Metabolic Engineering of S. cerevisiae for Carotenoid Production Optimization

Date

2014-11-19

Journal Title

Journal ISSN

Volume Title

Publisher

Abstract

Isoprenoids are naturally produced compounds in the budding yeast Saccharomyces cerevisiae. They are involved in essential cellular functions of the cell and are also further synthesized into pharmaceuticals, carotenoids, and biofuel alternatives. S. cerevisiae is a key model eukaryotic organism because it is both tractable and a nonpathogenic GRAS organism (Generally Recognized As Safe). S. cerevisiae is used extensively in metabolic engineering due to its well-curated and annotated genome and the wide range of tools available for genetic modifications. Engineering S. cerevisiae for production of heterologous isoprenoid compounds is a sustainable and cost effective alternate to production via chemical synthesis. ?-carotene, an abundant isoprenoid compound in nature, protects cells from oxidative stress and reactive oxidative species in the environment. Through a novel adaptive evolution experiment of S. cerevisiae with oxidative stress as the driving force, we obtained a carotenoid hyper-producer strain that is able to produce 18 ? 1 mg/g [dry cell weight] ?-carotene in 3 ml cultures. To test the potential for scale-up ?-carotene production in yeast, we fermented the cultures in a 7L bioreactor. Optimization of the bioreactor parameters revealed the influence of media composition, aeration, and pH on ?-carotene production.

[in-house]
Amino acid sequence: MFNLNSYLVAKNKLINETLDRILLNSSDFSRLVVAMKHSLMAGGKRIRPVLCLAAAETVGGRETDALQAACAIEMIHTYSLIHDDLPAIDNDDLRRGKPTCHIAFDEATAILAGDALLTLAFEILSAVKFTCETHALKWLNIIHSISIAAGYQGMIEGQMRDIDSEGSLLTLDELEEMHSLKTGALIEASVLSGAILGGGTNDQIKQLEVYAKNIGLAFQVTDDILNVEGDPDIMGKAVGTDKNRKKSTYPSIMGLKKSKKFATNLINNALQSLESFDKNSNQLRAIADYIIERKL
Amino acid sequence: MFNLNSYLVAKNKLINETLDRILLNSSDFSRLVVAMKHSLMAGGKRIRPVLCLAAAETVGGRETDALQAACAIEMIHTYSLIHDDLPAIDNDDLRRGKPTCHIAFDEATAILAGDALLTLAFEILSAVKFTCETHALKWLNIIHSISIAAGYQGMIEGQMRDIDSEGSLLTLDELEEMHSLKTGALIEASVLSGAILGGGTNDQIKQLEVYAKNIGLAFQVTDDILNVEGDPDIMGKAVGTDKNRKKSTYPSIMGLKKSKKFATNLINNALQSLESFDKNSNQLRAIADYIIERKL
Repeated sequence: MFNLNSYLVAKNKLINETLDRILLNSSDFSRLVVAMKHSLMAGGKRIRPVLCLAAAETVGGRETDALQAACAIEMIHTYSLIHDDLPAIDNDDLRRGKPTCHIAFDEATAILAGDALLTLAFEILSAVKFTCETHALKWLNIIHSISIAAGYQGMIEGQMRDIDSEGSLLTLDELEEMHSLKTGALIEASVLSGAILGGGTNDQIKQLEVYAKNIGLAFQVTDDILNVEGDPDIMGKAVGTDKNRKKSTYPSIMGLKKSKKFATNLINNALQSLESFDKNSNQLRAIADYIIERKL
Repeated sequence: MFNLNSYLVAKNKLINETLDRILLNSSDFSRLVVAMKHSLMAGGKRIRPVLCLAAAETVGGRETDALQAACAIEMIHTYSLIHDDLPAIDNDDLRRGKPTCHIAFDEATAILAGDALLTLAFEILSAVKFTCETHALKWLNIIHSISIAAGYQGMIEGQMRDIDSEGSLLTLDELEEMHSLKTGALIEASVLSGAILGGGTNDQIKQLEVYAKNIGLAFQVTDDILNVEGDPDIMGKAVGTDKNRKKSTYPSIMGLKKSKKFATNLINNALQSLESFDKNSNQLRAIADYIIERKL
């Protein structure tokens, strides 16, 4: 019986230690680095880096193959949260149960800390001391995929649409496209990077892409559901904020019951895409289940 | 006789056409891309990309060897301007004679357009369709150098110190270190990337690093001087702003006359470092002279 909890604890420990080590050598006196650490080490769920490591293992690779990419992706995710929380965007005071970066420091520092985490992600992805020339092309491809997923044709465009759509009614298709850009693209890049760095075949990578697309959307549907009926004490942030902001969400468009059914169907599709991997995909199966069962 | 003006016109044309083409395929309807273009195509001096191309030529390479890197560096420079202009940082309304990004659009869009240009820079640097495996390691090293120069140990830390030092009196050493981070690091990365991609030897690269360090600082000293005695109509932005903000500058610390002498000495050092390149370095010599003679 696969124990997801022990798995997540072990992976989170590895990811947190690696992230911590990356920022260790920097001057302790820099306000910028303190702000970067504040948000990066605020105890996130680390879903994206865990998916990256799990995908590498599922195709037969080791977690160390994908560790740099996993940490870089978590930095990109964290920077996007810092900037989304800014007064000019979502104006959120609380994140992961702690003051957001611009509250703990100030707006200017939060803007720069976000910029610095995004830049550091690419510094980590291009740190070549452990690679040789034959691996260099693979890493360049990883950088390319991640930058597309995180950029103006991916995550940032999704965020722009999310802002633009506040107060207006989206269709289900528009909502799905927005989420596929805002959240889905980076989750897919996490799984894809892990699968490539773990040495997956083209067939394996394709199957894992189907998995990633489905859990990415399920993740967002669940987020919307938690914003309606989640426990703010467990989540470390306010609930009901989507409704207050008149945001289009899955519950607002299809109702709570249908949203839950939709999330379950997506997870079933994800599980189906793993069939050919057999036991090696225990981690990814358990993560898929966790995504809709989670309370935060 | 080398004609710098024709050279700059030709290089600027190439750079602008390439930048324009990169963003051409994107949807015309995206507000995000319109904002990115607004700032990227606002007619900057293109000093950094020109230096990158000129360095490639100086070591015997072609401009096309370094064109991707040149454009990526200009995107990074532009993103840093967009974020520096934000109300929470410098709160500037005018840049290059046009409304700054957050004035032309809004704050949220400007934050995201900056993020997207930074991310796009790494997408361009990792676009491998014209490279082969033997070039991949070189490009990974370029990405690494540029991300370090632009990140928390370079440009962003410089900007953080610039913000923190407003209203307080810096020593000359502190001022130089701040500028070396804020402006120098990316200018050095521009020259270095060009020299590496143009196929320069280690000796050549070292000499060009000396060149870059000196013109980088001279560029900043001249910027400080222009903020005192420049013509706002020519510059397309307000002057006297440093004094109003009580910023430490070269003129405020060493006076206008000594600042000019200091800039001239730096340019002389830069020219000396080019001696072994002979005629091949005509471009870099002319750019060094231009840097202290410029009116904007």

We aimed to further optimize ?-carotene production in S. cerevisiae with genetic and metabolic engineering. We reintroduced the cytosolic catalase T (CTT1) gene and overexpressed the known bottleneck of the isoprenoid biosynthesis pathway, HMG1. The reintroduction of CTT1 into SM14 (carotenoid hyper-producer) demonstrated improvement in carotenoid production, where production increased from 15 ? 3.3 mg/g [dry cell weight] to 22 ? 2.1 mg/g [dry cell weight]. The overexpression of truncated HMG1 in SM14, on the other hand, did not increase ?-carotene production. The isoprenoid pathway is of a very complex phenotype and there are many direct and indirect variables involved in pathway performance. Even with these modifications to the hyper-producer strain, there seems to be limitations on ?-carotene production. Further studies currently under investigation to increase ?-carotene production include utilizing the fatty acid ?-oxidation pathway for increasing the fatty acid content of the cell.

Description

Citation